Technology will save the world and/or we're all doomed

On my list of things to do this week was an audit of the Toronto Downtown Jazz website. I'm far from a web designer - I have the basic skills that allow me to design basic websites - so this was more about content and usability than anything else. One nice thing about thoroughly going through a website every once in a while is how it really makes me think about what should be on a particular page on a particular website. It's a good exercise that I sometimes feel is not done enough - there are a lot of bad websites out there (and who knows - my websites might be among them...).

Speaking of online presence, I decided a couple of weeks ago to kill the MySpace page for my big band, the Toronto Jazz Orchestra. Between the numerous (and useless) updates to their layout, frustrating ad clutter, slow loading times, and the inability to complete simple tasks, despite following the exact steps outlined by MySpace help, I decided it wasn't worth the effort to continue using the platform. And, rather than have an outdated MySpace page out there in the cloud, I deleted it. Just like that. (Well, sort of - for a few days there the "delete this page" link wasn't working...of course...)

So I've been thinking - exactly what kind of online presence does a musician need these days?

In just a few short years, we've gone from websites being the one and only way to pass on online content, to having options like Facebook, Twitter, various blogging platforms, SonicBids, SoundCloud, BandCamp, and many others. It's now relatively easy to create a mostly professional-looking band page with a bio, great photos, sound clips, links to purchase music and more. But by the time I update my website, Facebook, SoundCloud, Flickr and hit all of the online listings for an upcoming gig, I'm spending more and more time online...and feeling like I'm getting less and less accomplished. Is it worth it?

From the independent artist standpoint, I know that yes, it's worth it. I want people to find out about my band, where we're playing, who we are, what we sound like, where to buy our music, how to make a donation, etc...and I feel as though that information needs to be on each of the different platforms. In the marketing courses I've taken, I've learned that customer service (and that means the customer's overall experience) must be number one - so it has to be easy for a customer to get from one piece of information to the other.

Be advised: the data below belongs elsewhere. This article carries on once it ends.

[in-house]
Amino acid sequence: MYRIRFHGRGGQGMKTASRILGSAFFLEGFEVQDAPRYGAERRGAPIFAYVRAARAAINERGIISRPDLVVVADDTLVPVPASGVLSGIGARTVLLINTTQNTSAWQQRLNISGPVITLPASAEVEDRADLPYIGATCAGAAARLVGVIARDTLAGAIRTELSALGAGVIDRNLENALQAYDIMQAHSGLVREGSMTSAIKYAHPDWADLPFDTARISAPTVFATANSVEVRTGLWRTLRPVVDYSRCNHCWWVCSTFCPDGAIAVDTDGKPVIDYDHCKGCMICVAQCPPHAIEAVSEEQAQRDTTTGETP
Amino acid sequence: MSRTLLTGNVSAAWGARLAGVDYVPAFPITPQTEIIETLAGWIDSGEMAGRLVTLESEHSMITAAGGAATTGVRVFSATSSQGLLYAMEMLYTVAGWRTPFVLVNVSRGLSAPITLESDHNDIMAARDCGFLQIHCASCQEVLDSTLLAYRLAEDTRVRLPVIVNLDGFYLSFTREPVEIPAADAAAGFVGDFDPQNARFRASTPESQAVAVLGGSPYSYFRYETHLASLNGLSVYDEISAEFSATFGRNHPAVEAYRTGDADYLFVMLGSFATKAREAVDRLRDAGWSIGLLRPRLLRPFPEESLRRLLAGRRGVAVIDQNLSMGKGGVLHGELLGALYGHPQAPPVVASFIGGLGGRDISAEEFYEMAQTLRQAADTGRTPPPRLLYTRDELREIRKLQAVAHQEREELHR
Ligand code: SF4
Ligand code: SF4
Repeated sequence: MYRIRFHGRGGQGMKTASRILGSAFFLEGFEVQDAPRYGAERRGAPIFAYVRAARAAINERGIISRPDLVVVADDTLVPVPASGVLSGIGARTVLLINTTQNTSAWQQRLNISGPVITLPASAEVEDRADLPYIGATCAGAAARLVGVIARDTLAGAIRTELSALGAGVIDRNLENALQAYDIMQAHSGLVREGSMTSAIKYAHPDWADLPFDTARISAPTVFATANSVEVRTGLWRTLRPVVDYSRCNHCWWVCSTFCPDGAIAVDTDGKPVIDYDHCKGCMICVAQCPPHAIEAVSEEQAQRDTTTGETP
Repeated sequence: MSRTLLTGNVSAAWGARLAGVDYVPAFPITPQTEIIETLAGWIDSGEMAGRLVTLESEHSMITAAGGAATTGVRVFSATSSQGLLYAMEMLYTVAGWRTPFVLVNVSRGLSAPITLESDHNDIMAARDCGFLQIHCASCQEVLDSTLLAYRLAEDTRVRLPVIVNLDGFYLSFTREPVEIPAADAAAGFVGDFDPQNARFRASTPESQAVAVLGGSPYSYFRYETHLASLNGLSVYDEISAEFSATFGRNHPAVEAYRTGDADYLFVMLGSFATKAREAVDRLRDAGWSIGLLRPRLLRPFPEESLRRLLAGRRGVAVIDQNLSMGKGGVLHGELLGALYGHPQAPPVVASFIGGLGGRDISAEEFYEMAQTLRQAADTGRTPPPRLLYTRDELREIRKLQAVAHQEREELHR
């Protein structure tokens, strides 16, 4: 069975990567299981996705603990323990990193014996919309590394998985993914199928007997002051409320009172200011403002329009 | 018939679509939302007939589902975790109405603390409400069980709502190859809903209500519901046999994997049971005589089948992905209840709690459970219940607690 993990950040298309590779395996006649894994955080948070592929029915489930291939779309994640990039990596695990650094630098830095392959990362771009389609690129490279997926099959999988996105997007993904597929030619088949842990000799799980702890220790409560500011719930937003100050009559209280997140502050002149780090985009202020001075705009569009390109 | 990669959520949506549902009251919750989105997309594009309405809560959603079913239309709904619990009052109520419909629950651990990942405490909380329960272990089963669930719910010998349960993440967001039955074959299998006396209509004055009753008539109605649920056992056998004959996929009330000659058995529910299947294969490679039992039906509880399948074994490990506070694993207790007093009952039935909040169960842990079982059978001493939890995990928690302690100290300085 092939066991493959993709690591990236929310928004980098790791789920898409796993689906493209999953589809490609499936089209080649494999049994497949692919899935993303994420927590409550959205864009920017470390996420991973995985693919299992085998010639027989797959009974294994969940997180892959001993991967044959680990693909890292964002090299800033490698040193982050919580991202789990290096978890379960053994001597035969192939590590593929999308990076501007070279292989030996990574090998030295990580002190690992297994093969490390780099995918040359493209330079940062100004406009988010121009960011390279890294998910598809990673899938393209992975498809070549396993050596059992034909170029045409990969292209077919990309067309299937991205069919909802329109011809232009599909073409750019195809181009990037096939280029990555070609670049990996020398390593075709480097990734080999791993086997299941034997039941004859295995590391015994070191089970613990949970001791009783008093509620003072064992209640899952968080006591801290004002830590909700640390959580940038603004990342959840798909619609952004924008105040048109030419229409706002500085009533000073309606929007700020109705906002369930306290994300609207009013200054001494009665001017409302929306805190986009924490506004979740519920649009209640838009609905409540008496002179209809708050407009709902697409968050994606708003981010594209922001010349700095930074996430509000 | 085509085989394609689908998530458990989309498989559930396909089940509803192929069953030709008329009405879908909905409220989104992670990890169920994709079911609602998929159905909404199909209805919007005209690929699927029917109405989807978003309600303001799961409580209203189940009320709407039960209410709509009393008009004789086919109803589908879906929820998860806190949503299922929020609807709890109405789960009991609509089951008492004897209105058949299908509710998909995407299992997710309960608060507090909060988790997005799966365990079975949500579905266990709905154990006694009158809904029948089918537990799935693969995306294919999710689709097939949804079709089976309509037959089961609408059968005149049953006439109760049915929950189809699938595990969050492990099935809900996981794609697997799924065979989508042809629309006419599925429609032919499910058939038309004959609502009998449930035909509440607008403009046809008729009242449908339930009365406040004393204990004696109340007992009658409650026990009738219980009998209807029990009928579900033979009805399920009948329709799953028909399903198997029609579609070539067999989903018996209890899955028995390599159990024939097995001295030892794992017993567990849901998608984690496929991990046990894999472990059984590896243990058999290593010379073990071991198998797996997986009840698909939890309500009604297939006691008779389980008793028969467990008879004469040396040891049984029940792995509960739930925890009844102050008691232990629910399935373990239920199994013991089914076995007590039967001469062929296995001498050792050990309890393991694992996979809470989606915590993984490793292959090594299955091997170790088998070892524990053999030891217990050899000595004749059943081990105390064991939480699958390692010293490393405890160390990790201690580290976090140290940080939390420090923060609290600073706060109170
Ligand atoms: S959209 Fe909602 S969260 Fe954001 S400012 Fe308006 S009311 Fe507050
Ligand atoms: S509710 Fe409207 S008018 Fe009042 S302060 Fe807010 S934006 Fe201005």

From the standpoint of an Artistic Director, my needs are somewhat more straightforward: I want to be able to read your bio and hear your music. And usually, that's it. So I find it frustrating at times that I have to sit through flash presentations before I can choose to enter your site; or that music starts bombarding me as soon as I arrive at your site; or that the site is so graphic that I can't tell which button I'm supposed to push to read more about you. (Ambrose Akinmusire is one of the more important emerging trumpeters...but his website drives me nuts!)

As the most popular applications become easier to use, and are used for broader purposes, integration between applications is becoming more common - I can create a post on Blogger and have it appear automatically on my website and on Facebook - and time-saving methods are emerging. But marketing remains a vital part of the independent artist's business how do we capitalize on advances in technology, and the development of new applications, without those same advancements and developments becoming an even bigger drain on our time?

As I mentioned earlier, I'm far from a tech genius. I don't have a Twitter account. I'm not LinkedIn. My Blackberry is made of paper. But I'm doing my best as an artist to figure out where it's best to spend my time, and as an Artistic Director I'm quickly forming often crotchety opinions on which new technologies I like. (Anyone else remember Salmon Run, the game for the Commodore 64, whose software was run off of a cassette tape?)

What do you think - how has technology worked for you? What drives you crazy?


P.S. - Just because I like almost everything that he's ever done, I invite you to check out The Oatmeal's take on a web design gone horribly awry (rated PG-13 ish)...

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